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Conserved patterns across ion channels correlate with variant pathogenicity and clinical phenotypes.



Brünger, Tobias;

Pérez-Palma, Eduardo;

Montanucci, Ludovica;

Nothnagel, Michael;

Møller, Rikke S;

Schorge, Stephanie;

Zuberi, Sameer;

Lal, Dennis; + view all

Brünger, Tobias;

Pérez-Palma, Eduardo;

Montanucci, Ludovica;

Nothnagel, Michael;

Møller, Rikke S;

Schorge, Stephanie;

Zuberi, Sameer;

Symonds, Joseph;

Lemke, Johannes R;

Brunklaus, Andreas;

Traynelis, Stephen F;

May, Patrick;

Lal, Dennis;

– view fewer

(2022)

Conserved patterns across ion channels correlate with variant pathogenicity and clinical phenotypes.

Brain


10.1093/brain/awac305.

(In press).

Abstract

Clinically identified genetic variants in ion channels can be benign or cause disease by increasing or decreasing the protein function. Consequently, therapeutic decision-making is challenging without molecular testing of each variant. Our biophysical knowledge of ion channel structures and function is just emerging, and it is currently not well understood which amino acid residues cause disease when mutated. We sought to systematically identify biological properties associated with variant pathogenicity across all major voltage and ligand-gated ion channel families. We collected and curated 3,049 pathogenic variants from hundreds of neurodevelopmental and other disorders and 12,546 population variants for 30 ion channel or channel subunits for which a high-quality protein structure was available. Using a wide range of bioinformatics approaches, we computed 163 structural features and tested them for pathogenic variant enrichment. We developed a novel 3D spatial distance scoring approach that enables comparisons of pathogenic and population variant distribution across protein structures. We discovered and independently replicated that several pore residue properties and proximity to the pore axis were most significantly enriched for pathogenic variants compared to population variants. Using our 3D scoring approach, we showed that the strongest pathogenic variant enrichment was observed for pore-lining residues and alpha-helix residues within 5Å distance from the pore axis center and not involved in gating. Within the subset of residues located at the pore, the hydrophobicity of the pore was the feature most strongly associated with variant pathogenicity. We also found an association between the identified properties and both clinical phenotypes and functional in vitro assays for voltage-gated sodium channels (SCN1A, SCN2A, SCN8A) and N-methyl-D-aspartate (NMDA) receptor (GRIN1, GRIN2A, GRIN2B) encoding genes. In an independent expert-curated dataset of 1,422 neurodevelopmental disorder pathogenic patient variants and 679 electrophysiological experiments, we show that pore axis distance is associated with seizure age of onset and cognitive performance as well as differential gain vs. loss-of-channel function. In summary, we identified biological properties associated with ion-channel malfunction and show that these are correlated with in vitro functional read-outs and clinical phenotypes in patients with neurodevelopmental disorders. Our results suggest that clinical decision support algorithms that predict variant pathogenicity and function are feasible in the future.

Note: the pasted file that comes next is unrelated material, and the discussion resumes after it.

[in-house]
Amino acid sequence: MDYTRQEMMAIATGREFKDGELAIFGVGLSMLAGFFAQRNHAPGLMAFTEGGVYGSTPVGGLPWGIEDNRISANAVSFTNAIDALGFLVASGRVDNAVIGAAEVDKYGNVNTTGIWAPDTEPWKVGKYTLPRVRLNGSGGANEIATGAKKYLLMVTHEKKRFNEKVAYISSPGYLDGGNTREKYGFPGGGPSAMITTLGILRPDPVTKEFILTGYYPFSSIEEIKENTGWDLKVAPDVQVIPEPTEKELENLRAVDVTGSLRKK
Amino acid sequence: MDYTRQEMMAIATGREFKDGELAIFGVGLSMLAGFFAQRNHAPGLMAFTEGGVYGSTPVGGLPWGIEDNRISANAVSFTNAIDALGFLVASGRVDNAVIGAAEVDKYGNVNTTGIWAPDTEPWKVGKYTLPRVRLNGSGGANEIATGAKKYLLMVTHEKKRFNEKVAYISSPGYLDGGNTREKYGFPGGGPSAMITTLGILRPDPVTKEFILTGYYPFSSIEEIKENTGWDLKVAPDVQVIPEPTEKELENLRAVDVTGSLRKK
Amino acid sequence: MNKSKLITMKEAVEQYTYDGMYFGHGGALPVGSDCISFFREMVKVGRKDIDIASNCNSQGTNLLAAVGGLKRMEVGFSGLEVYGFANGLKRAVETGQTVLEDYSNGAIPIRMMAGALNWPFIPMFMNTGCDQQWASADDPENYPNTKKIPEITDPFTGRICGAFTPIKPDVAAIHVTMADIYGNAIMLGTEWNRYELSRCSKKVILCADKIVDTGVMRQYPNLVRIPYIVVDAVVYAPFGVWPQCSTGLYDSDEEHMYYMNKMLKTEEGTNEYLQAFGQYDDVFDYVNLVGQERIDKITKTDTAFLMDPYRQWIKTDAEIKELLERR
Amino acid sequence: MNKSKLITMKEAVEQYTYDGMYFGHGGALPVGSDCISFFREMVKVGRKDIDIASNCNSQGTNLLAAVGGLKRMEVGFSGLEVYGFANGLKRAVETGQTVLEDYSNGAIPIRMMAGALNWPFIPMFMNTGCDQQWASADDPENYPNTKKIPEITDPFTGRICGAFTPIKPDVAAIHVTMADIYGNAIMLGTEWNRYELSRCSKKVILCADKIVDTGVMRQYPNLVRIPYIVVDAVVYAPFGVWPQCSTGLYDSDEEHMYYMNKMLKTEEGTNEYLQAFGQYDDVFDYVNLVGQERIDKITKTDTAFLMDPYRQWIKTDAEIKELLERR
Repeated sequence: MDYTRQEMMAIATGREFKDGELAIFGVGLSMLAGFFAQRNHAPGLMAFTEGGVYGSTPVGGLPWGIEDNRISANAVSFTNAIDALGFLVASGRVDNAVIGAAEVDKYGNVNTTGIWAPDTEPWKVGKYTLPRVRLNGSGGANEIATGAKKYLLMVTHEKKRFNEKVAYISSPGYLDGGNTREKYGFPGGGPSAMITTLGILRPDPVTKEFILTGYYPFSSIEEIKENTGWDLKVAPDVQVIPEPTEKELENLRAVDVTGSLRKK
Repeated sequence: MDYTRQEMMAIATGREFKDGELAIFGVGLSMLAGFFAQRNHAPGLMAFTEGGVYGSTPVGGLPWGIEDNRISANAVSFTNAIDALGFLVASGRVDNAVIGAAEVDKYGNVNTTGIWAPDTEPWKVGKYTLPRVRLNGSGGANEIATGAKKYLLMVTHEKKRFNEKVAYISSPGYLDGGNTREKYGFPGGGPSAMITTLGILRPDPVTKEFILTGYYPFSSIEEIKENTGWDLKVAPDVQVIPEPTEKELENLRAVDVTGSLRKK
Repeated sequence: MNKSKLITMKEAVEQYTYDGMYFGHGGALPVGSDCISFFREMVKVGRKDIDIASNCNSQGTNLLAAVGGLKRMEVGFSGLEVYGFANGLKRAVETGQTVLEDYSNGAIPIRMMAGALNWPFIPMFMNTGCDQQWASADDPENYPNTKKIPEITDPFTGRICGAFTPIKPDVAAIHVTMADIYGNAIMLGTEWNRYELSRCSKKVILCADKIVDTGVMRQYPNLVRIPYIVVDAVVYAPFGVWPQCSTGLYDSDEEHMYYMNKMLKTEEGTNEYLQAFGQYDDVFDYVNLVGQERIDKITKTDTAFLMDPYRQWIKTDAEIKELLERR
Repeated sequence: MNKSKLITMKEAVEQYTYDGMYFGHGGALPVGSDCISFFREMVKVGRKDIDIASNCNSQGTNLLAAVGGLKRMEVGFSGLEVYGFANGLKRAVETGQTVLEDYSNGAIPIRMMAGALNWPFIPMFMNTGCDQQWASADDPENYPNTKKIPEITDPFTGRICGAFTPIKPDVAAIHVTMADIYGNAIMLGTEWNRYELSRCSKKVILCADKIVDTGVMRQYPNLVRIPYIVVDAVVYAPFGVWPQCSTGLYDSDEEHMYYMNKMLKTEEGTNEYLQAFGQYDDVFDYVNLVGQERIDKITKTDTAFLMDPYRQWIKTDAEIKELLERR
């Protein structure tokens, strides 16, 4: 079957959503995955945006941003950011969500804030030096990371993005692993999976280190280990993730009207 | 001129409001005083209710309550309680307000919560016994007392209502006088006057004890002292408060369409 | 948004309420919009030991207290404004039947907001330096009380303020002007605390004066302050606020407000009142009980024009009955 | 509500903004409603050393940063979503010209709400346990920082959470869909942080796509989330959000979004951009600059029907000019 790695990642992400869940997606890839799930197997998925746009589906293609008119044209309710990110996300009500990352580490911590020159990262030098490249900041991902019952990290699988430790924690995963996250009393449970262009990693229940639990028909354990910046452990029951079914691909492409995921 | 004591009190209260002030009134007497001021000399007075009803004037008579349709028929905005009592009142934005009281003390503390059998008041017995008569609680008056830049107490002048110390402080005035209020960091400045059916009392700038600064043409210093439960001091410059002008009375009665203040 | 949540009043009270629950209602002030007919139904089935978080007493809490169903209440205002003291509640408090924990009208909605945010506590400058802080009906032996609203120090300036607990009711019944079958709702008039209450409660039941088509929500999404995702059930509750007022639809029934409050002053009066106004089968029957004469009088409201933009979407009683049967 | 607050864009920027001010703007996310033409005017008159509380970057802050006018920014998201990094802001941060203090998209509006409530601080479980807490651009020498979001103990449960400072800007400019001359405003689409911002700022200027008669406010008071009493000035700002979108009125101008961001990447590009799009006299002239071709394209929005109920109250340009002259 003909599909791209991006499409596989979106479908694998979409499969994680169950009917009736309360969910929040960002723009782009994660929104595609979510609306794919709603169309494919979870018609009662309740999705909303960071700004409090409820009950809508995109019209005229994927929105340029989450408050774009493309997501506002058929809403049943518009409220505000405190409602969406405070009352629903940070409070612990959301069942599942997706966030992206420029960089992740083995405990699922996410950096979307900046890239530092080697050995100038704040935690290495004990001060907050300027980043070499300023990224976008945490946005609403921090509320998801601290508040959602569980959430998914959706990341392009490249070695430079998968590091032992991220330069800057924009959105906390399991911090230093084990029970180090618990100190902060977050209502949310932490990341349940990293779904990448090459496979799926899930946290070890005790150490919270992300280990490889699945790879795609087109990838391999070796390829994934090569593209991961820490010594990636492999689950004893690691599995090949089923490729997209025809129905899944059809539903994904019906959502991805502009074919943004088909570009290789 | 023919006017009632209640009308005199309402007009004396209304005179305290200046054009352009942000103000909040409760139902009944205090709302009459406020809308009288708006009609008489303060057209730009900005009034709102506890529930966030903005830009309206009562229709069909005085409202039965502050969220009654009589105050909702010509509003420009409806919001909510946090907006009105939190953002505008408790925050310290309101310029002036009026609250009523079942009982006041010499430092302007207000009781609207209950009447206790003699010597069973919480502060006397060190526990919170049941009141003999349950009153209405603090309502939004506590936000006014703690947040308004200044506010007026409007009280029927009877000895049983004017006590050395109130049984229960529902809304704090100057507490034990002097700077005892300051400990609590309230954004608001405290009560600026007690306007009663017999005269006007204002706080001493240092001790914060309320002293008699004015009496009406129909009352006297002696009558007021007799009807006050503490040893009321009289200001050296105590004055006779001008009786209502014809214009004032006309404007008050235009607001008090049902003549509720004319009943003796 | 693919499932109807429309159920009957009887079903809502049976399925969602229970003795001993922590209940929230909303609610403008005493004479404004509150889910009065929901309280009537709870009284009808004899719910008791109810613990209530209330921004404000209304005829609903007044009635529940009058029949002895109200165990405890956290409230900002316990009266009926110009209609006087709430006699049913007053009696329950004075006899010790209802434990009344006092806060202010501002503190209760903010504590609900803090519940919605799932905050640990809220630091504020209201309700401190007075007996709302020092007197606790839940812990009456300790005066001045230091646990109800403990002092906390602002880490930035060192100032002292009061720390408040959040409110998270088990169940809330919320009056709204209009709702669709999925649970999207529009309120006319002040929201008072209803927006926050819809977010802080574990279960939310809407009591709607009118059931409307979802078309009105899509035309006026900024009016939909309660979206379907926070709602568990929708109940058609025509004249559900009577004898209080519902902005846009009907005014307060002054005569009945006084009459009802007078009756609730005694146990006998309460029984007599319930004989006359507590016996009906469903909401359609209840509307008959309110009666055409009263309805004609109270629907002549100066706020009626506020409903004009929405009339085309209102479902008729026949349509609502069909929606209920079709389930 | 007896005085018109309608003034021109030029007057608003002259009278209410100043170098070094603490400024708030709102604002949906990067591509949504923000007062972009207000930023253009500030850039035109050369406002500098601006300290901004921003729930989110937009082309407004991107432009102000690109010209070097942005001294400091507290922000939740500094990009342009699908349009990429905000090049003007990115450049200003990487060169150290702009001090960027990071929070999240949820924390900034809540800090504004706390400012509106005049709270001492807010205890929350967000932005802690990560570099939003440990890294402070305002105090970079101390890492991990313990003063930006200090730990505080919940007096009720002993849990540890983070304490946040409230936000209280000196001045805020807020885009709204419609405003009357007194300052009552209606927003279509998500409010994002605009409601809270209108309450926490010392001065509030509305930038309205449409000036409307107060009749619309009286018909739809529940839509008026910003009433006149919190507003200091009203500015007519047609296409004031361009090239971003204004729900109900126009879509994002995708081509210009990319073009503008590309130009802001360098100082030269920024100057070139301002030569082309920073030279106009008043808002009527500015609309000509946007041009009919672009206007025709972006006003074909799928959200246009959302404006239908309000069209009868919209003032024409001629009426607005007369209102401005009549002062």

Type: Article

Title: Conserved patterns across ion channels correlate with variant pathogenicity and clinical phenotypes.
Location: England
Open access status: An open access version is available from UCL Discovery
DOI: 10.1093/brain/awac305
Publisher version: https://doi.org/10.1093/brain/awac305
Language: English
Additional information: This is an Open Access article distributed under the terms of the Creative Commons Attribution-NonCommercial License (https://creativecommons.org/licenses/by-nc/4.0/), which permits non-commercial re-use, distribution, and reproduction in any medium, provided the original work is properly cited. For commercial re-use, please contact journals.permissions@oup.com
Keywords: Bioinformatics, epilepsy, genetics, ion channel, neurodevelopmental disorder
UCL classification: UCL > Provost and Vice Provost Offices > School of Life and Medical Sciences > Faculty of Life Sciences
UCL > Provost and Vice Provost Offices > School of Life and Medical Sciences > Faculty of Life Sciences > Div of Biosciences > Neuro, Physiology and Pharmacology
UCL > Provost and Vice Provost Offices > School of Life and Medical Sciences
UCL
UCL > Provost and Vice Provost Offices > School of Life and Medical Sciences > Faculty of Life Sciences > Div of Biosciences
URI: https://discovery.ucl.ac.uk/id/eprint/10156617
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